George W. Bush is in no danger of being ranked among the nation's pre-eminent commanders in chief. Not only has he been unable thus far to win the war in Iraq, but on his watch significant sectors of the proud U.S. military have been rapidly deteriorating.
The Army reported on Friday that it had fallen short of its recruitment goals for a fourth consecutive month. The Marines managed to meet their recruitment target for May, but that was their first successful month this year.
Scrambling to fill its ranks, the Army is signing up more high school dropouts and lower-scoring applicants.
With the war in Iraq going badly and allegations of abuse by military personnel widespread, young men and women are increasingly deciding that there's no upside to a career choice in which the most important skills might be ducking bullets and dodging roadside bombs.
The primary reason the U.S. went to an all-volunteer military in 1973 was to ensure that those who did not want to fight wouldn't have to. That option is now being overwhelmingly exercised, discretion being the clear choice over valor. Young people and their parents alike are turning their backs on the military in droves.
The Army is so desperate for even lukewarm bodies that it is reluctant to release even problem soldiers, troops who are seriously out of shape, or pregnant, or abusing alcohol or drugs. And it is lowering standards for admission to the junior officer ranks. For example, minor criminal offenses that previously would have been prohibitive can now be overlooked.
At the same time Army recruiters have been chasing high school kids with such reckless abandon that a backlash is developing among parents who, in many cases, want the recruiters kept out of their children's schools.
"To the extent that we think students are threatened by recruiters, it's our job to intervene," said Amy Hagopian, a co-chair of the Parent-Teacher-Student Association at Garfield High School in Seattle. Ms. Hagopian, who has an 18-year-old son, complained that recruiters too often put the hard sell on impressionable high school youngsters without informing them of the potential dangers of a life in the military.
Recruiters with the gift of gab go into the schools with a glamorous pitch, bags full of goodies for the kids (T-shirts, donuts, key chains) and a litany of promises they often can't keep. The kids don't hear much about their chances of being maimed or killed, or the trauma that often results from killing someone else.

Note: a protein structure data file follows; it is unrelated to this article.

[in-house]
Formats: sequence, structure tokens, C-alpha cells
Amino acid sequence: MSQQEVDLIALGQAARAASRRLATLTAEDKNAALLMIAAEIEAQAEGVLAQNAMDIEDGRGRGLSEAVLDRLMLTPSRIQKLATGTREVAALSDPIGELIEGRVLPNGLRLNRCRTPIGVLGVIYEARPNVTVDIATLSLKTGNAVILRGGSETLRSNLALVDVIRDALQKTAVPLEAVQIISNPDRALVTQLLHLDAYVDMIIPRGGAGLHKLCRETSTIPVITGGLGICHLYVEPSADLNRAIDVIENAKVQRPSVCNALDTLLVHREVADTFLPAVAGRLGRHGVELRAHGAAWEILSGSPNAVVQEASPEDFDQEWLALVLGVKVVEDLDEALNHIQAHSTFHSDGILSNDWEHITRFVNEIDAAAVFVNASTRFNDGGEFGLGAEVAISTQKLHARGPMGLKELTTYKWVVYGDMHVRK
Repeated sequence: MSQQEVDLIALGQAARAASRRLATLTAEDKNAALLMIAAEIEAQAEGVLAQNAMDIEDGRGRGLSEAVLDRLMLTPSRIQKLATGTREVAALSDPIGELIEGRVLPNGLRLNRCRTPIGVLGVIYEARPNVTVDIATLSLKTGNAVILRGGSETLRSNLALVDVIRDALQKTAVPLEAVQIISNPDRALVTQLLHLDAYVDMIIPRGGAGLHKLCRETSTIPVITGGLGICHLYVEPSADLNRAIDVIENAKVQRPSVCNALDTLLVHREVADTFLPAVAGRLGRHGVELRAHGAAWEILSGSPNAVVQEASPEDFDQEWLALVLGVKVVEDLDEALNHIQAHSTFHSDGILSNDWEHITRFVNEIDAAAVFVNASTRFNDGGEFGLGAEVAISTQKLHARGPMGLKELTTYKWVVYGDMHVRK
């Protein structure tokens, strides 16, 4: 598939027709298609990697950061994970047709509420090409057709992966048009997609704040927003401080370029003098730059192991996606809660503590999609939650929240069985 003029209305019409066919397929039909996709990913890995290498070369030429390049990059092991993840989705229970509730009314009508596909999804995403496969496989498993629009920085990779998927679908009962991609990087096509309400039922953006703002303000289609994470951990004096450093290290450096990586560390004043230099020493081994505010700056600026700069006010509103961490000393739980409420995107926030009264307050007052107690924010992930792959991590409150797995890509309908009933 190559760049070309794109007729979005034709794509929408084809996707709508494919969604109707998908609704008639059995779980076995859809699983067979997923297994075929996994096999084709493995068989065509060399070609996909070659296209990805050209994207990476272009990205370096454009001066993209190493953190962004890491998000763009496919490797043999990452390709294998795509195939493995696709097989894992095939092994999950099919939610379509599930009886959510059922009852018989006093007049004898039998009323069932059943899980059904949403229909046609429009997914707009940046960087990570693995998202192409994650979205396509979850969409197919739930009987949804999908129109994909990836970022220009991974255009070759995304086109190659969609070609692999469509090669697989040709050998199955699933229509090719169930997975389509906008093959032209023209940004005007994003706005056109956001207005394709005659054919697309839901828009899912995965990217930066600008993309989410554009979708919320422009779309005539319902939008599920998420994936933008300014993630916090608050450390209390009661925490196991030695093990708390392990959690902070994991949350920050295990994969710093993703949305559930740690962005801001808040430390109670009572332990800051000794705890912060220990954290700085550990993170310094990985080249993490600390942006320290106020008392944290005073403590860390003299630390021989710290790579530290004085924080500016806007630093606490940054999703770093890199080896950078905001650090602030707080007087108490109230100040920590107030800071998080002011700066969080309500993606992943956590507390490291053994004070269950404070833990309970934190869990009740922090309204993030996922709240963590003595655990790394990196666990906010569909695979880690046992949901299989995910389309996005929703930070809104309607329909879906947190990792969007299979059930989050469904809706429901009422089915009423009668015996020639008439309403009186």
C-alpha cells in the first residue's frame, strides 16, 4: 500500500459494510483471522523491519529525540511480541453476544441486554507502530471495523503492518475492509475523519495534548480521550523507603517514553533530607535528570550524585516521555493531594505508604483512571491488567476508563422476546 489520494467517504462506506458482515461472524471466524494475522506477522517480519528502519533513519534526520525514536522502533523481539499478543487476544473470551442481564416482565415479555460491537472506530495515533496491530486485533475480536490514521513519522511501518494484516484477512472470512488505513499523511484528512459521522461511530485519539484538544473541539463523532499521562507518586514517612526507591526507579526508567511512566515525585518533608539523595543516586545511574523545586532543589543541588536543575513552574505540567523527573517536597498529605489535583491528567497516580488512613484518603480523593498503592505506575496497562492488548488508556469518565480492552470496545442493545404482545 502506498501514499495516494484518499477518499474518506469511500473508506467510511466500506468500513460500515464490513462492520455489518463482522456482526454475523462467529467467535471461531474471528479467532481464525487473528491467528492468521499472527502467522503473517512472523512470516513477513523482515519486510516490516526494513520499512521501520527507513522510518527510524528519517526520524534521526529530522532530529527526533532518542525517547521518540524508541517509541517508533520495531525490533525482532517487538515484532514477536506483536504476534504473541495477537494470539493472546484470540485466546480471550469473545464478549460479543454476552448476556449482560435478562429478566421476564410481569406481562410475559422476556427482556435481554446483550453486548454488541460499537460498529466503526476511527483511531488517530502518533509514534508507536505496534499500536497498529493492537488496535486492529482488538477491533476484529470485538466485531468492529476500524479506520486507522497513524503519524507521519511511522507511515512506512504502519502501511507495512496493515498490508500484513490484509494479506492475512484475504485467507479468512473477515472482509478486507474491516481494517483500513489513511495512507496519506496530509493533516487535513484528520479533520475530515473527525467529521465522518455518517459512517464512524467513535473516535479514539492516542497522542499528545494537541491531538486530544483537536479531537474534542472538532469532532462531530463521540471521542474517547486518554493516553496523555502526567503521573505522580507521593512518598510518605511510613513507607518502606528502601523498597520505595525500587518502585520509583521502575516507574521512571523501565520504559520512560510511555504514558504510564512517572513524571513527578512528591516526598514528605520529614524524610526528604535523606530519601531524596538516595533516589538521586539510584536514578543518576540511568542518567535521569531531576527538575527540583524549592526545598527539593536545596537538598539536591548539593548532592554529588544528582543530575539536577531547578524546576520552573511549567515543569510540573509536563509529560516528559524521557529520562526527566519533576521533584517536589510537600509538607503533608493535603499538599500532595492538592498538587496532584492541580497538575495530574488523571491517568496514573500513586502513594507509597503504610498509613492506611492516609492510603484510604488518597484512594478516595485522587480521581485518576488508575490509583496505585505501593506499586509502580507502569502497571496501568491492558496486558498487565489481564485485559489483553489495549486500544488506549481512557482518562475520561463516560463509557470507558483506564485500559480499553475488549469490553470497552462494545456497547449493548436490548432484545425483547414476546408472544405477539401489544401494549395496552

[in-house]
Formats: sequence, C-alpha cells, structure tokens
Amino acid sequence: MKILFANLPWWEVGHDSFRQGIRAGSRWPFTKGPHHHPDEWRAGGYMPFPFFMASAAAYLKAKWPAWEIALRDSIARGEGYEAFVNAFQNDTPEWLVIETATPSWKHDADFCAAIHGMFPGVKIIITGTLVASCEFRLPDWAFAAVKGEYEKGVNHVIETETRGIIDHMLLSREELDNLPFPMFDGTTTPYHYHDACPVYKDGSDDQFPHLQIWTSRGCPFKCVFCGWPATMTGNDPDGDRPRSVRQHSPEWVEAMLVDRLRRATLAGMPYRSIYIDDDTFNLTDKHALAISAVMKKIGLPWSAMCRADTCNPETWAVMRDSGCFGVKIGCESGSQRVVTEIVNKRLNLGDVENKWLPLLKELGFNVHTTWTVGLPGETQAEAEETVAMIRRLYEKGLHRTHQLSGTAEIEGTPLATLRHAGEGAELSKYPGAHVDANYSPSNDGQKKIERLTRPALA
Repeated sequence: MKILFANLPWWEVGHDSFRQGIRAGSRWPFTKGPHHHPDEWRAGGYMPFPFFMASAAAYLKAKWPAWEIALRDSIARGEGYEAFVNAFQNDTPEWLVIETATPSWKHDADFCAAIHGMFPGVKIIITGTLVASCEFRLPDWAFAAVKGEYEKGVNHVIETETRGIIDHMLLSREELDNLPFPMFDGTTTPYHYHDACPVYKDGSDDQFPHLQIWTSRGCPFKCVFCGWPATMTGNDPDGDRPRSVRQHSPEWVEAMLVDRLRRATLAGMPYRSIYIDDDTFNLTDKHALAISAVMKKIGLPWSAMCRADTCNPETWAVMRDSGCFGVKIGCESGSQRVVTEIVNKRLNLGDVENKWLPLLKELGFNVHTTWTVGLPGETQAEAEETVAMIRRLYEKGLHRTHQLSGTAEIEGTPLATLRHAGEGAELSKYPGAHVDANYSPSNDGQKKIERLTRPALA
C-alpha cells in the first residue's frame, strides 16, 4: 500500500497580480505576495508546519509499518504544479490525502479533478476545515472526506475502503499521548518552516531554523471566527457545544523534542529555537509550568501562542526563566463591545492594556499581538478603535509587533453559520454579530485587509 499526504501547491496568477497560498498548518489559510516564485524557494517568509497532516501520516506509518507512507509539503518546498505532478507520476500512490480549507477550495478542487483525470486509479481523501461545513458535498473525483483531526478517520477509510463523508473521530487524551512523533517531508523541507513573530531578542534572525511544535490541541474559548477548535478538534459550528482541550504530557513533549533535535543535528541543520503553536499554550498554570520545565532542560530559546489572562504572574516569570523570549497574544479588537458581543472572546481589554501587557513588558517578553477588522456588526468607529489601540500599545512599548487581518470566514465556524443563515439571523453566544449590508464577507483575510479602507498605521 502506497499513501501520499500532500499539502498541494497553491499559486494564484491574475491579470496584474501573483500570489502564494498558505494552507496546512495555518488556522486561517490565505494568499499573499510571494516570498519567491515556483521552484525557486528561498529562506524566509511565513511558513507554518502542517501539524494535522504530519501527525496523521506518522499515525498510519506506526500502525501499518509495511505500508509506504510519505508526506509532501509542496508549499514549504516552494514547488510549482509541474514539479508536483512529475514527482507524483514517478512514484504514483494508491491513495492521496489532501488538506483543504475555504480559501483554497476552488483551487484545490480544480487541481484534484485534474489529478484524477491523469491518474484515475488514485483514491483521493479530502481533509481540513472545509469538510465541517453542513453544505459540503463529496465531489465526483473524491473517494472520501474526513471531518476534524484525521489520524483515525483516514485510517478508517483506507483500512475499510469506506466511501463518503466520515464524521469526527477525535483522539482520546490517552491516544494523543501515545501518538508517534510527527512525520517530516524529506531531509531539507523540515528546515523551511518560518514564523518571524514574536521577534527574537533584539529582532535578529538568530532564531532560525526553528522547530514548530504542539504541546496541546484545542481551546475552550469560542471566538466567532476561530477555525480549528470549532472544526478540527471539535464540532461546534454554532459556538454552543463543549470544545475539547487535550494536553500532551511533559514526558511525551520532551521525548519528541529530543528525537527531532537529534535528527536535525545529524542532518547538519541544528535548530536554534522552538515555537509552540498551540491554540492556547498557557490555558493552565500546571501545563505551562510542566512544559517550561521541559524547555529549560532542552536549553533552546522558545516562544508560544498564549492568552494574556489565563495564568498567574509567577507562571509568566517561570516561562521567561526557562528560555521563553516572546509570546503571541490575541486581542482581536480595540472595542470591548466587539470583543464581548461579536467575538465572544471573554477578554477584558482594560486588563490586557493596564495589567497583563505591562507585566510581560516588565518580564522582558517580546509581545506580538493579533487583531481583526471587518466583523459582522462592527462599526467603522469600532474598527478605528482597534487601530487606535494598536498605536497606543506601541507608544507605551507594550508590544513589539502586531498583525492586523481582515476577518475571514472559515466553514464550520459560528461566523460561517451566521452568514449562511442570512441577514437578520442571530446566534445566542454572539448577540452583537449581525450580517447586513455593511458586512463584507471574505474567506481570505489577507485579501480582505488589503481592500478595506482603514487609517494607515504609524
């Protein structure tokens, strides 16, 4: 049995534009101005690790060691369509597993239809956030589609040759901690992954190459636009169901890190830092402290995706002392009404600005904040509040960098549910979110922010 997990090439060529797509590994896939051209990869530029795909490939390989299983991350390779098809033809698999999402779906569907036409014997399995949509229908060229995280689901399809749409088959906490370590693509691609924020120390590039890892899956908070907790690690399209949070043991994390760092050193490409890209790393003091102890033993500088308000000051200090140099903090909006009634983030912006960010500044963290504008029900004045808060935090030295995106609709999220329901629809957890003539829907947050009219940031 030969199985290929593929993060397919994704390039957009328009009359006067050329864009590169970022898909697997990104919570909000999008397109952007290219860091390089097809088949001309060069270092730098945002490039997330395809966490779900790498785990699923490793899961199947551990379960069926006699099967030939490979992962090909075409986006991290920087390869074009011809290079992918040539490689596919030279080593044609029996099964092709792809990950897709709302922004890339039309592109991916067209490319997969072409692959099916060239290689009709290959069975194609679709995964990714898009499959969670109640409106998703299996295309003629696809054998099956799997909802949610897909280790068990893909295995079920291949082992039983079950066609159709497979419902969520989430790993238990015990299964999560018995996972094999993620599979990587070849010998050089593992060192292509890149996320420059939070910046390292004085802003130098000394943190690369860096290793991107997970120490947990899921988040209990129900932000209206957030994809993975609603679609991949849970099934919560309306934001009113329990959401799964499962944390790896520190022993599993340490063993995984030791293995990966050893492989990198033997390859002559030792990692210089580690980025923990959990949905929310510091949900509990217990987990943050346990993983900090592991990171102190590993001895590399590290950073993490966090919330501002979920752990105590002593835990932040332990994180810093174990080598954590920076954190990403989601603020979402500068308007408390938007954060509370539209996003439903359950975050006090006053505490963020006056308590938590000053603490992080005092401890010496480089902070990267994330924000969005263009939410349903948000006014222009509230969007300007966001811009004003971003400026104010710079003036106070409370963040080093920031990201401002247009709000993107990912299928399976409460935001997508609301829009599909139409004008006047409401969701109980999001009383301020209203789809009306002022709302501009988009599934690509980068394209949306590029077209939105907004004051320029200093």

(A soldier's job is to kill. I can still hear the drill sergeants in basic training screaming at us decades ago: "What are you? What are you?" And we'd scream back: "Killers! Killers!" And the sergeants would say, "What is your purpose?" And we would shout: "To kill! To kill!")
The Army, frantically searching for solutions, is offering enlistments as short as 15 months and considering bonuses worth up to $40,000. But it may be facing a problem too difficult for any amount of money to overcome. Americans are catching on to the hideousness and apparent futility of the war in Iraq. Five marines were killed in a single bomb attack in western Iraq on Thursday. On Friday, a front-page Washington Post headline described the effort to rebuild the Iraqi military as "Mission Improbable."
A Washington Post-ABC News poll last week found that nearly three-quarters of Americans believe the number of casualties in Iraq is unacceptable, and 60 percent believe the war was not worth fighting.
There's something frankly embarrassing about a government offering trinkets to children to persuade them to go off and fight - and perhaps die - in a war that their nation should never have started in the first place. It's highly questionable whether most high school kids are equipped to make an informed decision about joining the military, which is exactly why they're targeted. The additional knowledge and maturity gained in the first few years after high school make it easier for a young man or woman to make a wiser, more meaningful choice, pro or con.
The parents of the kids being sought by recruiters to fight this unpopular war are creating a highly vocal and potentially very effective antiwar movement. In effect, they're saying to their own children: hell no, you won't go.
© 2005 New York Times, Inc.